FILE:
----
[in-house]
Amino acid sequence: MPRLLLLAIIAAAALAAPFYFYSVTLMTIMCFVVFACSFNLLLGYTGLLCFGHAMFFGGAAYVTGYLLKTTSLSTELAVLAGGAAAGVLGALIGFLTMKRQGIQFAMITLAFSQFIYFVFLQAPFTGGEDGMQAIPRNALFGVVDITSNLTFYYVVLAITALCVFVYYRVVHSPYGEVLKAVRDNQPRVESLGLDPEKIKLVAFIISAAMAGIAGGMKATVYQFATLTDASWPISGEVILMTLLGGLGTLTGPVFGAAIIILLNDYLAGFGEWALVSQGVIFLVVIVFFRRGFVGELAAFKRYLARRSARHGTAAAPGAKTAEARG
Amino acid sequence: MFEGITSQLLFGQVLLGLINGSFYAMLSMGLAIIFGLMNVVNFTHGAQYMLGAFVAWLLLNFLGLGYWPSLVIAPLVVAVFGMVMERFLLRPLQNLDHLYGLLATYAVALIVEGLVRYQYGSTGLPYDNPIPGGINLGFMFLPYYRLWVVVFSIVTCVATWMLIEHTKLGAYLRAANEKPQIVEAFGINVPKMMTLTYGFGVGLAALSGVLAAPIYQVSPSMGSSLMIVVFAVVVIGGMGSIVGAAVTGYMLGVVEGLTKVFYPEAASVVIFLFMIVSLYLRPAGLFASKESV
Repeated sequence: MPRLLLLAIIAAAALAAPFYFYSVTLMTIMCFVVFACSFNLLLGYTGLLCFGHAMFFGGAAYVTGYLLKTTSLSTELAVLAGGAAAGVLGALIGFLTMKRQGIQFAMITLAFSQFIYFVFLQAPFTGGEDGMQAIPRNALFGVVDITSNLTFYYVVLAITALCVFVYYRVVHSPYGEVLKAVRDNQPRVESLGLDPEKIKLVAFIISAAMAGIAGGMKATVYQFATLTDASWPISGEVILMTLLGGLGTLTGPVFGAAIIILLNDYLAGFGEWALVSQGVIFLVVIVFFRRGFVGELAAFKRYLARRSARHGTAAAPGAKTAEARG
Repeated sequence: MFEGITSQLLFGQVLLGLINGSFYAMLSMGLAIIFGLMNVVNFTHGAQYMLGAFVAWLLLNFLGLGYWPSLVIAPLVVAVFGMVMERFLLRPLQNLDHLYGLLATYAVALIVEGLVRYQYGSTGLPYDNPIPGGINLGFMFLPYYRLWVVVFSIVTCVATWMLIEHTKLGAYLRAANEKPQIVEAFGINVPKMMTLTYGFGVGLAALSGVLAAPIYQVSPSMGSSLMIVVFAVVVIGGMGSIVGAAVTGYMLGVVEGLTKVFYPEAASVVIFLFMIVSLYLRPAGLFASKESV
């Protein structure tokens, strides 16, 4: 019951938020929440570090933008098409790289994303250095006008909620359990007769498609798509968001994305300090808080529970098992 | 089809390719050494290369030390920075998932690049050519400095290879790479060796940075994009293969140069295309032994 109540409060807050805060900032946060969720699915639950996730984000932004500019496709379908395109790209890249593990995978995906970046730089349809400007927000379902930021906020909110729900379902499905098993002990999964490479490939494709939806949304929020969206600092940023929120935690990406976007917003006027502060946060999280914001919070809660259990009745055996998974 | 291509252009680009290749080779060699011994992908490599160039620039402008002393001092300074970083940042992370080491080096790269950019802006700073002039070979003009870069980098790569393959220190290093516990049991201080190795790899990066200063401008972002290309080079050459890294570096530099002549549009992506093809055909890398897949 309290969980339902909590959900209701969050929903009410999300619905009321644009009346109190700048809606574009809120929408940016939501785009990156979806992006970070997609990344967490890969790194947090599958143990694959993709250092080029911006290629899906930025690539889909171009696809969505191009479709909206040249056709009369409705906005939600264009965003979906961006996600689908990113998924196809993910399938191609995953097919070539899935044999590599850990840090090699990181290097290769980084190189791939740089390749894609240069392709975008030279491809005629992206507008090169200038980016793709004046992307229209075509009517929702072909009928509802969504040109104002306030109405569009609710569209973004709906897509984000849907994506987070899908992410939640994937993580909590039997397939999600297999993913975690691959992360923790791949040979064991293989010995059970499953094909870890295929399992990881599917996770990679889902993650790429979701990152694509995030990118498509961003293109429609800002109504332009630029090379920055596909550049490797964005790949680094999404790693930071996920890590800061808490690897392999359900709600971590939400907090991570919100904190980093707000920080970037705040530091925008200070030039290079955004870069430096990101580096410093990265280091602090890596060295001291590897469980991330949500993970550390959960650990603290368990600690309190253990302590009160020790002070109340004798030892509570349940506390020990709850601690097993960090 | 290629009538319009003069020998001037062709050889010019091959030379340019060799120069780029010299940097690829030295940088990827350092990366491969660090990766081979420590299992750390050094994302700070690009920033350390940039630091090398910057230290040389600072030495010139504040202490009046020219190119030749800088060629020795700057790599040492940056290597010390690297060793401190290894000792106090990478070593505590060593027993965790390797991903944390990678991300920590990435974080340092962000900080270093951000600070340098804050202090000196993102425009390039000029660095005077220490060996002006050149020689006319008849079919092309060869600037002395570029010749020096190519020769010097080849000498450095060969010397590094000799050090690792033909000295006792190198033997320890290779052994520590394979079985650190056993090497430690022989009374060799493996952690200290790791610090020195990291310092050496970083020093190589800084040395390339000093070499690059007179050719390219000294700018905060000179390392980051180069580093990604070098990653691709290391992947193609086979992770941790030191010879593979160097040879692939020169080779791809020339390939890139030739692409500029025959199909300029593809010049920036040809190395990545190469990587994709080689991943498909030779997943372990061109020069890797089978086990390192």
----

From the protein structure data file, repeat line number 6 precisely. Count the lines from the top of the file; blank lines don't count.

């Protein structure tokens, strides 16, 4: 019951938020929440570090933008098409790289994303250095006008909620359990007769498609798509968001994305300090808080529970098992 | 089809390719050494290369030390920075998932690049050519400095290879790479060796940075994009293969140069295309032994 109540409060807050805060900032946060969720699915639950996730984000932004500019496709379908395109790209890249593990995978995906970046730089349809400007927000379902930021906020909110729900379902499905098993002990999964490479490939494709939806949304929020969206600092940023929120935690990406976007917003006027502060946060999280914001919070809660259990009745055996998974 | 291509252009680009290749080779060699011994992908490599160039620039402008002393001092300074970083940042992370080491080096790269950019802006700073002039070979003009870069980098790569393959220190290093516990049991201080190795790899990066200063401008972002290309080079050459890294570096530099002549549009992506093809055909890398897949 309290969980339902909590959900209701969050929903009410999300619905009321644009009346109190700048809606574009809120929408940016939501785009990156979806992006970070997609990344967490890969790194947090599958143990694959993709250092080029911006290629899906930025690539889909171009696809969505191009479709909206040249056709009369409705906005939600264009965003979906961006996600689908990113998924196809993910399938191609995953097919070539899935044999590599850990840090090699990181290097290769980084190189791939740089390749894609240069392709975008030279491809005629992206507008090169200038980016793709004046992307229209075509009517929702072909009928509802969504040109104002306030109405569009609710569209973004709906897509984000849907994506987070899908992410939640994937993580909590039997397939999600297999993913975690691959992360923790791949040979064991293989010995059970499953094909870890295929399992990881599917996770990679889902993650790429979701990152694509995030990118498509961003293109429609800002109504332009630029090379920055596909550049490797964005790949680094999404790693930071996920890590800061808490690897392999359900709600971590939400907090991570919100904190980093707000920080970037705040530091925008200070030039290079955004870069430096990101580096410093990265280091602090890596060295001291590897469980991330949500993970550390959960650990603290368990600690309190253990302590009160020790002070109340004798030892509570349940506390020990709850601690097993960090 | 290629009538319009003069020998001037062709050889010019091959030379340019060799120069780029010299940097690829030295940088990827350092990366491969660090990766081979420590299992750390050094994302700070690009920033350390940039630091090398910057230290040389600072030495010139504040202490009046020219190119030749800088060629020795700057790599040492940056290597010390690297060793401190290894000792106090990478070593505590060593027993965790390797991903944390990678991300920590990435974080340092962000900080270093951000600070340098804050202090000196993102425009390039000029660095005077220490060996002006050149020689006319008849079919092309060869600037002395570029010749020096190519020769010097080849000498450095060969010397590094000799050090690792033909000295006792190198033997320890290779052994520590394979079985650190056993090497430690022989009374060799493996952690200290790791610090020195990291310092050496970083020093190589800084040395390339000093070499690059007179050719390219000294700018905060000179390392980051180069580093990604070098990653691709290391992947193609086979992770941790030191010879593979160097040879692939020169080779791809020339390939890139030739692409500029025959199909300029593809010049920036040809190395990545190469990587994709080689991943498909030779997943372990061109020069890797089978086990390192």